Abrahm Lustgarten and Naveena Sadasivam at ProPublica have launched their eagerly awaited western water series with a great piece today on the impact of agricultural subsidies on water use in the Colorado River Basin. They focus on cotton, which uses a lot of water and, they argue, only gets grown because of the structure of federal subsidies:
Wuertz could plant any number of crops that use far less water than cotton and fill grocery store shelves from Maine to Minnesota. But along with hundreds of farmers across Arizona, he has kept planting his fields with cotton instead. He says he has done it out of habit, pride, practicality, and even a self-deprecating sense that he wouldn’t be good at anything else. But in truth, one reason outweighs all the others: The federal government has long offered him so many financial incentives to do it that he can’t afford not to.
I’m less disturbed than Lustgarten and Sadasivam by the specifics of the cotton subsidy in Arizona (some data that I’ll slip in below suggests why), but their underlying argument is incredibly important, because federal agricultural policy’s weaknesses here nevertheless provide the sort of opportunity that, properly managed, could allow us to wriggle out of the mess we’ve created for ourselves:
According to research by the Pacific Institute, simply irrigating alfalfa fields less frequently, stressing the plant and slightly reducing its yield, could decrease the amount of water needed across the seven Colorado River basin states by roughly 10 percent. If Arizona’s cotton farmers switched to wheat but didn’t fallow a single field, it would save some 207,000 acre-feet of water — enough to supply as many as 1.4 million people for a year.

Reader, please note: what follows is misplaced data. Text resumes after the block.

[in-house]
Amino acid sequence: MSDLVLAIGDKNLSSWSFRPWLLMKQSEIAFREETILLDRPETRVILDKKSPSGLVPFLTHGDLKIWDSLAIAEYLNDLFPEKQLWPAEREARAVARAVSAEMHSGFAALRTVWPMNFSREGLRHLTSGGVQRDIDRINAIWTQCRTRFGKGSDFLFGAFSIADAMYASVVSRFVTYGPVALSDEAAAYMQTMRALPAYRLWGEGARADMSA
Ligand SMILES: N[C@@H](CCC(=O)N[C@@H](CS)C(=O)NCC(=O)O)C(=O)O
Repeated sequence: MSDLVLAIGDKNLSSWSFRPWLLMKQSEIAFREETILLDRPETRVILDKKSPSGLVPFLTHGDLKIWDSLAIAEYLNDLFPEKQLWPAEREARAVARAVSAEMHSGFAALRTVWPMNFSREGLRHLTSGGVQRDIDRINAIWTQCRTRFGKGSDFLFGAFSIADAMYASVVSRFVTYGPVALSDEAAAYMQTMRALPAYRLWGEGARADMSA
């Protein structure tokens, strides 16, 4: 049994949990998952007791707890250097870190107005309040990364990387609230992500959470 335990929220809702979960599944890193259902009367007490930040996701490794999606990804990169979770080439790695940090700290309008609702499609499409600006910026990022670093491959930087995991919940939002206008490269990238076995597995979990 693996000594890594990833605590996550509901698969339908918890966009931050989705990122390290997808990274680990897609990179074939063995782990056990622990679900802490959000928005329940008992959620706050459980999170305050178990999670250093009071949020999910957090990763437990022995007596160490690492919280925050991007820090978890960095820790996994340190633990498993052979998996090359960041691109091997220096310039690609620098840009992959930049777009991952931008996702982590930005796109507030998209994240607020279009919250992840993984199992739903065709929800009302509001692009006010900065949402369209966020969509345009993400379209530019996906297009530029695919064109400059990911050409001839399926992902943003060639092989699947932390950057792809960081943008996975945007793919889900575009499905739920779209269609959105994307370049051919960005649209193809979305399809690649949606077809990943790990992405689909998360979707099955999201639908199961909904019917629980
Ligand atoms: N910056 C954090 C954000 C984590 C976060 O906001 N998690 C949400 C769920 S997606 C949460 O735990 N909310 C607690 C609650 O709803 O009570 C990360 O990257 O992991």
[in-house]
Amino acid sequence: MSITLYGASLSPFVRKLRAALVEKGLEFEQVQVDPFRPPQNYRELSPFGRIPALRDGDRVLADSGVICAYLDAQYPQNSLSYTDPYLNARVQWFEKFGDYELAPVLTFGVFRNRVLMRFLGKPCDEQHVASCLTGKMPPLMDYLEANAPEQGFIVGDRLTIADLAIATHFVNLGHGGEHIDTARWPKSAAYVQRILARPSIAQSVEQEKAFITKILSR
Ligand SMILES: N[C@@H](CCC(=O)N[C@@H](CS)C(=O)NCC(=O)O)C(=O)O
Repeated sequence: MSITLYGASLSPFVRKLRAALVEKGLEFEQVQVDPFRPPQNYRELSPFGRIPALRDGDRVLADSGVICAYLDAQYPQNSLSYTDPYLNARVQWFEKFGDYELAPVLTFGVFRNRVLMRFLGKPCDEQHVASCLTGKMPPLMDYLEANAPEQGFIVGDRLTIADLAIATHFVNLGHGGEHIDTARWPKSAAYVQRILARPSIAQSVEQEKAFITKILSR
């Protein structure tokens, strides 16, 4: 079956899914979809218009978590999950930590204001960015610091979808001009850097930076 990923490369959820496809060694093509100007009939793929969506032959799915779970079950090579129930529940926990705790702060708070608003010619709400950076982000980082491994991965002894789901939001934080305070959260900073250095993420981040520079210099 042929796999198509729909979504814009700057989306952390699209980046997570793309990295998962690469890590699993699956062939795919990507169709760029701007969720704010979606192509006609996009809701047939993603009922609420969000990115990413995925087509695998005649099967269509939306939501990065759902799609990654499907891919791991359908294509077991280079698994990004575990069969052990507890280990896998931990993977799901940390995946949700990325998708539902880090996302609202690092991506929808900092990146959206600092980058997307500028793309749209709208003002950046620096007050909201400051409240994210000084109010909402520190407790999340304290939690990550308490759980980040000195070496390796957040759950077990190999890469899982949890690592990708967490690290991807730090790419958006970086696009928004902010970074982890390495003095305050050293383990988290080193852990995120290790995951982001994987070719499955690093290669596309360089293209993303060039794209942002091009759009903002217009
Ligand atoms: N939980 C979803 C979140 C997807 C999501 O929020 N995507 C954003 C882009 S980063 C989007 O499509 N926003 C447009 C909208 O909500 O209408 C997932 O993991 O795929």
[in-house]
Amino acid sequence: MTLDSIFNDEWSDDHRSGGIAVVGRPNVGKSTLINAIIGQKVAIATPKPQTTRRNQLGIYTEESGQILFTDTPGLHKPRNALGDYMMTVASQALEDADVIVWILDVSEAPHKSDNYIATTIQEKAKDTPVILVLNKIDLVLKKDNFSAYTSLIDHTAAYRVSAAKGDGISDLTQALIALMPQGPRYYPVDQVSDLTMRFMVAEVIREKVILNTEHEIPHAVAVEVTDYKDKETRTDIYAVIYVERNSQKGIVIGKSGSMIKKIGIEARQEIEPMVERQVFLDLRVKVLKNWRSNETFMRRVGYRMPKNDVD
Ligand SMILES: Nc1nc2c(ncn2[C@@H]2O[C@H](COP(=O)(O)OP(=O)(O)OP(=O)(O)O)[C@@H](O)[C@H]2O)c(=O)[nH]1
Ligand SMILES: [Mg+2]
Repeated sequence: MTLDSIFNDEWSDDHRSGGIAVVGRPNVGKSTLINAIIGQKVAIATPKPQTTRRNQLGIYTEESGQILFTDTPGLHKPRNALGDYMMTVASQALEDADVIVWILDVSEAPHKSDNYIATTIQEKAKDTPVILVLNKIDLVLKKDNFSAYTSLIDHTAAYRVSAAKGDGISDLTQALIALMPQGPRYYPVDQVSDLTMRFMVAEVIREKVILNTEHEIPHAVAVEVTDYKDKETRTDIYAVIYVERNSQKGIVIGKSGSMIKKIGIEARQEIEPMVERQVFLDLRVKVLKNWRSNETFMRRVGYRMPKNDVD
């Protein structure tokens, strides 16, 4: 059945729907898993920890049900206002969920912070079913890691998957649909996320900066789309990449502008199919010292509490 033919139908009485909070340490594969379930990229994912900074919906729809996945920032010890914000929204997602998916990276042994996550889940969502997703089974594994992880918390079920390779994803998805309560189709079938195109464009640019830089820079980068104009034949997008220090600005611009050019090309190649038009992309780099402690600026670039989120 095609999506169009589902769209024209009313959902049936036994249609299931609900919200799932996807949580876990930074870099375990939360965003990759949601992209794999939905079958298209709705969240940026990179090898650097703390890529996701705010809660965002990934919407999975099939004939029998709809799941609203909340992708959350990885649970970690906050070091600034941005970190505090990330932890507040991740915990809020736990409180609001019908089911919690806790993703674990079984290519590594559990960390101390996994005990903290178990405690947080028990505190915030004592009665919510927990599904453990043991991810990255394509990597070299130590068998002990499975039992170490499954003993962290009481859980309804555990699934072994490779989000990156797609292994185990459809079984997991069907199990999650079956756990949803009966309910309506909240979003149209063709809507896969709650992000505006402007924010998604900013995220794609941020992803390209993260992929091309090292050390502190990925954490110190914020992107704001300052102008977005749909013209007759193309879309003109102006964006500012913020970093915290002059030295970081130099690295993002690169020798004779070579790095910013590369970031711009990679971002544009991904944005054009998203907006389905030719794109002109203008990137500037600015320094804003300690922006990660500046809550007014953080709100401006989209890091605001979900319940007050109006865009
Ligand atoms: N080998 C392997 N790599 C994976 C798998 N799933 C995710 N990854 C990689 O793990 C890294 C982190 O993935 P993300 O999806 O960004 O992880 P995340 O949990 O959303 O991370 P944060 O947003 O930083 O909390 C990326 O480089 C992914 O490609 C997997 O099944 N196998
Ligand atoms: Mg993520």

There’s little financial reason not to do this. The government is willing to consider spending huge amounts to get new water supplies, including building billion-dollar desalinization plants to purify ocean water. It would cost a tiny fraction of that to pay farmers in Arizona and California more to grow wheat rather than cotton, and for the cost of converting their fields. The billions of dollars of existing subsidies already allocated by Congress could be redirected to support those goals, or spent, as the Congressional Budget Office suggested, on equipment and infrastructure that helps farmers use less water.
This, as a journalist/water nerd, is the particular strength of the piece (and makes me eager to read the rest) – not just identifying the problem, but also noting where the solutions might be found.
Now to the Arizona data. Despite the subsidies, Arizona cotton farming has steadily declined, with this year’s 115,000 planted acres the lowest going back at least through the 1950s: